Did Shakespeare Really Die From a Hangover?

Almost everything about Shakespeare’s life is an enigma – but what about his death? Well, that’s an intriguing puzzle in its own right. Because, in between arguing about whether or not Shakespeare even existed, or whether he wrote his plays, or what religion he was, experts have debated the question of how and why the world’s greatest dramatist died when he was barely in his 50s.

It’s generally agreed William Shakespeare passed away on 23 April 1616. We also know where it happened: Stratford-upon-Avon. Possibly the most widely-known trivia tidbit relating to Shakespeare’s death, because of its unintentional amusement value, is that he left his wife his “second best bed” in his will. But actually, this famous will is one of the few useful clues we have about how he might have died.

Before looking more closely at that, another theory has to be discussed. The most colourful theory of all: that William Shakespeare, the most profound and influential genius in the annals of English literature, died as a direct result of getting drunk with his mates.

This oft-repeated legend comes from the diary entry of a certain John Ward, the vicar of Stratford, who noted that “Shakespeare, Drayton, and Ben Jonson had a merry meeting and, it seems, drank too hard, for Shakespeare died of a fever there contracted”. It conjures up a compelling image: three of the greatest poets of their age having a wild night on the town, knocking tankards of ale together and misbehaving with abandon.

William Shakespeare, the most profound and influential genius in the annals of English literature, died as a direct result of getting drunk with his mates. 

The problem is, John Ward’s entry was actually scribbled down several decades after Shakespeare’s death, and is now widely dismissed as nothing but a tall tale – a bit of salacious Stratford gossip that’s been passed down through the ages. It does raise the key question, though: was the Bard’s death sudden and unexpected, or the result of a longer illness? Did Shakespeare see it coming?

Those who believe in the “sudden death” theory point to circumstantial evidence – such as the lyrical tribute by a contemporary poet, James Mabbe, which suggests an abrupt demise: “We wondered, Shakespeare, that thou went'st so soon / From the world's stage to the grave's tiring room.”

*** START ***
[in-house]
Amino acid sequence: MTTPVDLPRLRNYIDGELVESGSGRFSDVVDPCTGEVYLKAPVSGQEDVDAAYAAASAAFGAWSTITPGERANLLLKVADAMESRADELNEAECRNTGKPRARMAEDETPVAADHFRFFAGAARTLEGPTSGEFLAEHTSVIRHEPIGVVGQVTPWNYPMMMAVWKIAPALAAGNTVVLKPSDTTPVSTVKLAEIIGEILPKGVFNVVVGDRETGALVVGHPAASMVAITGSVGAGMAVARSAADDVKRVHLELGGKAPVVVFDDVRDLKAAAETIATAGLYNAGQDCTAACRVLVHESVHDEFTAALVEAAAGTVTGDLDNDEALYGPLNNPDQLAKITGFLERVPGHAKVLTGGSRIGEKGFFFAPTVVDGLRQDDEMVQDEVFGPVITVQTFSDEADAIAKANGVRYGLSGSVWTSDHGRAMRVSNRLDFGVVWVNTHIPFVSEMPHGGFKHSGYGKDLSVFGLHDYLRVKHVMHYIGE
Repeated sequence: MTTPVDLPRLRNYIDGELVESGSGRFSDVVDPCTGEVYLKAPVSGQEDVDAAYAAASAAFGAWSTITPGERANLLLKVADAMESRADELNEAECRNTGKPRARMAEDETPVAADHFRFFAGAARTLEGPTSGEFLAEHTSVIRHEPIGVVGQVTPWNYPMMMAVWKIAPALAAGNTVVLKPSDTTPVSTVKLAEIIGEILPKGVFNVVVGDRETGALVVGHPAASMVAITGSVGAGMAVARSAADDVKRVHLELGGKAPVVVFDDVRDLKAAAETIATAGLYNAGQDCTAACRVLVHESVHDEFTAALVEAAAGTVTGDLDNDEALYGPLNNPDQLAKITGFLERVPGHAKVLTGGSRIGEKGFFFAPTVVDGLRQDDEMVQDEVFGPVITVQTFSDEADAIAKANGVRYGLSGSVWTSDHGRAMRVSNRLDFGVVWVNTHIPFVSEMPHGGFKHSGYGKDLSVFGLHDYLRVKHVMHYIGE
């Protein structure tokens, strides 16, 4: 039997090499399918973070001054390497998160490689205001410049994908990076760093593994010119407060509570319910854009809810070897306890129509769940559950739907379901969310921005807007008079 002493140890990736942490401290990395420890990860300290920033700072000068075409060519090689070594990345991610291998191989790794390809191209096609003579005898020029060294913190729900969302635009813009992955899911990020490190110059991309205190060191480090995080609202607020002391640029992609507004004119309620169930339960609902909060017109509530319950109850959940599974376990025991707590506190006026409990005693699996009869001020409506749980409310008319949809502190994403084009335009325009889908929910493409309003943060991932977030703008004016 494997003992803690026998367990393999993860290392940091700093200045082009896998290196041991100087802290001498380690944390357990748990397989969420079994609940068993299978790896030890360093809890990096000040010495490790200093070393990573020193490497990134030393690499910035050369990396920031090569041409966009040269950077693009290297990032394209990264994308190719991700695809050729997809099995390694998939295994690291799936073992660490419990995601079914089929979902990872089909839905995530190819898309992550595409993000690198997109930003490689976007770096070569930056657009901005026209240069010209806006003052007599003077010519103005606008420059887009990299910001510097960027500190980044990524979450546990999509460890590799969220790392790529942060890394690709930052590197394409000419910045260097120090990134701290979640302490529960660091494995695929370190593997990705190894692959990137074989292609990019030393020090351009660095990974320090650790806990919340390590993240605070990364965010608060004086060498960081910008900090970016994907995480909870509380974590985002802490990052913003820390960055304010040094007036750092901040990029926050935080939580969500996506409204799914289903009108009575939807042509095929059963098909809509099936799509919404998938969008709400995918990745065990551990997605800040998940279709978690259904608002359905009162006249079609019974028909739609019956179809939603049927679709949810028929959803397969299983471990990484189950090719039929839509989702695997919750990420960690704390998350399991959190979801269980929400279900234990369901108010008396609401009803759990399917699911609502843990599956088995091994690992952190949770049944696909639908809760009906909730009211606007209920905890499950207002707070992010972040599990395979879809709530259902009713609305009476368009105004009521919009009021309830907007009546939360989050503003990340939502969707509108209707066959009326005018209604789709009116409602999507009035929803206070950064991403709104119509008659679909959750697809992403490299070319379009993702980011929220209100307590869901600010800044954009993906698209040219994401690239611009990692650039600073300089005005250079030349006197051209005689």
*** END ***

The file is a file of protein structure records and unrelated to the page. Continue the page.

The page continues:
Shakespeare's death mask

A death mask thought to be William Shakespeare's, discovered by Dr Ludwig Becker in 1849

And there’s the matter of the wording of his will, written just weeks before he died, which begins with a declaration by Shakespeare that he’s “in perfect health & memory, God be praised”. We should be wary about taking this at face value, however, because this may have just been a conventional, generic way of beginning a legal document.

The more convincing conclusion to draw from the fact that less than a month elapsed between the writing of the will and Shakespeare’s death is that he was ill, and knew that the end was approaching. Infrared examination of the fragile document has shown that it had previously been drafted a few months earlier, in January of that year. For some reason, Shakespeare saw fit to update it in March, just before he died. This points to him being stricken with an illness and making his final arrangements in the fleeting time he had before death took him.

But what might the illness have been? Shakespeare’s era was rife with infectious diseases – including outbreaks of bubonic plague which would force the closure of London theatres. Poor sanitation also made typhus an ever-present risk, while there’s even been speculation that Shakespeare succumbed to the ugly effects of tertiary syphilis. The sexually transmitted disease ran life wildfire through London at that time, with surgeon William Clowes ruefully noting how “an infinite multitude” of patients were being treated for it.

There’s even been speculation that Shakespeare succumbed to the ugly effects of tertiary syphilis.

Ultimately, it’s impossible to pinpoint the exact malady that may have afflicted the Bard, but that hasn’t stopped some from trying. A writer called C. Martin Mitchell, who wrote a biography of Shakespeare’s son-in-law, confidently asserted that it was a cerebral haemorrhage – partly because in the much-circulated Droeshout portrait of Shakespeare there seems to be evidence of “marked thickening of the left temporal artery”.

Some have gone even further, suggesting foul play. In his book “Who Killed Shakespeare?”, Andrew Stirling plays out the idea that Shakespeare was silenced by Protestant agents because he was a secret Catholic. While it’s long been postulated the Bard was indeed a Catholic (with Hamlet sometimes regarded as one long extended metaphor about how Catholicism was forcibly shoved aside by Henry VIII), this is perhaps the least convincing theory of all. Though, as with all things Shakespeare, the debates are sure to continue. It probably wasn’t that hangover, though…